Homage to Catatonia

Cruising past the various checkout queues, I check them all out, looking for the shortest. I find it, shortest by a mile. Shortest, of course, need not equate with quickest. 

The sole lady ahead of me at this checkout has loaded her shopping onto the conveyor belt. Compared with the Friday mountains elsewhere in this supermarket this customer’s heap is a molehill. Shouldn’t take long. 

But it does take long. 
Later I understand sometimes the road less travelled is the road most avoided. Regular shoppers recognise this checkout person, a study in slow movement, and they join longer, quicker queues elsewhere.
Why is our checker-out so slow? She takes a cabbage in a paw, hoists it, regards it interrogatively, then caresses it into a bag part-laden with unkindred purchases. Next she takes a persimmon, ripe to bursting, holds it thoughtfully above the bag then drops it. Gravity speeds its fall.

Celery follows, then shoe polish, then a roll of foil, then eggs. Each item is chosen by a hovering hand, raised slowly to eye level, pondered then loaded at hazard.
I wonder about the checker. Why is she so slow? I wonder how she holds her job? I wonder are the items chosen by this particular customer are exotic, new to the market perhaps, or unscannable?
After some time, with my tub of ice cream racing into liquefaction, it is my turn. I greet my checker by tagged name: ‘Hello Lucy.’ Lucy turns head away, bends face forward fifteen degrees, and makes a sound. The sound is audible, too short for a word, it strains for syllable length. But it is conversation, all the conversation we will share today.
In the space of the next twenty minutes as my dozen items are selected, elevated, perused and lowered into my bag a number of further questions occur to me: ‘Why am I so short of patience?’ ‘What makes my minutes so precious?’

And – in place of my earlier questions – a dawning answer:’Perhaps it is precisely because Lucy is slow she won this job.’ And, ‘here is an employer who sees the value of a job to a person; who sees beyond the minutes of work to the life.’

9 thoughts on “Homage to Catatonia

  1. That’s a very charitable interpretation Howard. My instinct tells me it may be overly so. There is a huge prize out there for a supermarket that gets customer service right. Our local Waitrose in Chandlers Ford is chronically understaffed but remains popular because it sells better quality food. I refuse to scan my own purchases and often the ‘fast track’ cashiers are idle whilst the others face long queues. The system is bonkers but someone clearly thinks it’s good. I abhor shopping.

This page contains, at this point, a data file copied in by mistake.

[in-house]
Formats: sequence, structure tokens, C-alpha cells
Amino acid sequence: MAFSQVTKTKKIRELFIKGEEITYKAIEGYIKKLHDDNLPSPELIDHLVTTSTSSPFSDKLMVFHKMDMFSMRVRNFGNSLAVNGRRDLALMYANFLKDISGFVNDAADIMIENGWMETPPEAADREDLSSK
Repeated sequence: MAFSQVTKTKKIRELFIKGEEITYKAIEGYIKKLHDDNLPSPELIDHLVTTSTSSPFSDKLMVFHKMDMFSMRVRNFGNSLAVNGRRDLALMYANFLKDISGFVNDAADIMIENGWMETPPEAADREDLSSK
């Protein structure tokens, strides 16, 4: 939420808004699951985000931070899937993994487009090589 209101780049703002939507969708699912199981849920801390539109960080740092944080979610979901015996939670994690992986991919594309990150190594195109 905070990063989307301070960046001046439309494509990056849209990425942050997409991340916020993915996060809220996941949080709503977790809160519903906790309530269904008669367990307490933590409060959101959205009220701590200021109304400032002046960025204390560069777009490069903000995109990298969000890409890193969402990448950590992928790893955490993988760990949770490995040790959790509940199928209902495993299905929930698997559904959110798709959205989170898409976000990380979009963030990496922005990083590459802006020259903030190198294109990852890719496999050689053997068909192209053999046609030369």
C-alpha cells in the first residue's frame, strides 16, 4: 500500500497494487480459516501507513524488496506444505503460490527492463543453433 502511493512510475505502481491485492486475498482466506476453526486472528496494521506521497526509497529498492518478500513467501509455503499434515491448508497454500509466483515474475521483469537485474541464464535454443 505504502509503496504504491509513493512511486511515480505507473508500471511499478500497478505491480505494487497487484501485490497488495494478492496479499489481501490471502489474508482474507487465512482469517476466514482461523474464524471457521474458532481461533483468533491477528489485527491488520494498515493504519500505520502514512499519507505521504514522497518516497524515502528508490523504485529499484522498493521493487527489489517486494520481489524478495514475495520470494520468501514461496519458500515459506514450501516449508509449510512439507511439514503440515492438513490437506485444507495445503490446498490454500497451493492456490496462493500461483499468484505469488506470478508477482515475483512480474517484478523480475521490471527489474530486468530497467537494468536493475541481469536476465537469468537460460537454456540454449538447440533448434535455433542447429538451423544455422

Liked by 1 person

    • Andrew, does your Waitrose not have the Waitrose-only own-zapper system? I don’t mean the self-scanning tills, I mean the one where you pick up a zapper at the entrance and scan each item as you put it into your bags, pay immediately at the (almost always) available zapper exit till and walk out (no packing/unpacking). This has saved us years of time over the last fifteen years. Believe me, it it worth every minute of the short learning curve.

      Liked by 1 person

      • It does Hilary. We tried this at Sainsbury but found quite a few items don’t scan – steak for example is ‘security’ packed or something. In the end we went back to queuing as usual. Perhaps we should try Waitrose and see if it is better.

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        • Sainsbury’s didn’t have a zapper-scan last time I looked, so it’s a newish introduction for them. Occasionally the Waitrose zapper won’t scan, you can swap the item, or ask the special zapper assistant (instant service) when you pay. The only hitch since they updated the checkout machines is that both alcohol and medicines will demand a verification, but there is someone right there to deal. Believe me, the time and hassle saved is worth it.

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  2. You are so good at looking at things from the other side. Easy to experience only impatience but I appreciate the reminders to pause and consider the likely back story. At my time in like I can slow down and move away from the rush of business but it is hard to break the habit. I think I need a picture of the torpoise on my fridge.

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      • On my soap box – I made a typo because I did not take enough care, but there are some for whom spelling is a real issue. A few years ago at a trivia night, a friend wrote out the answers which were passed to next table for correcting. Friend had always had real issues with spelling and it had taken years for her to have the confidence to write anything that others looked at. The woman at the next table marked all my friend’s spelling mistakes and publicly drew attention to them. She had no idea the impact her remarks had on my friend’s confidence.

        I do not expect you to approve this comment but felt I had to make it.

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        • Fair enough, gallivanter

          My intent was word play not correction

          I too am a proud and attentive speller and often, to my amusement and self mockery leave typos undetected until after transmission

          Nevertheless your point is taken: my play causes another’s hurt

          Unforgivable in a public medium

          Sincerely

          Howard

          Sent from my iPhone

          >

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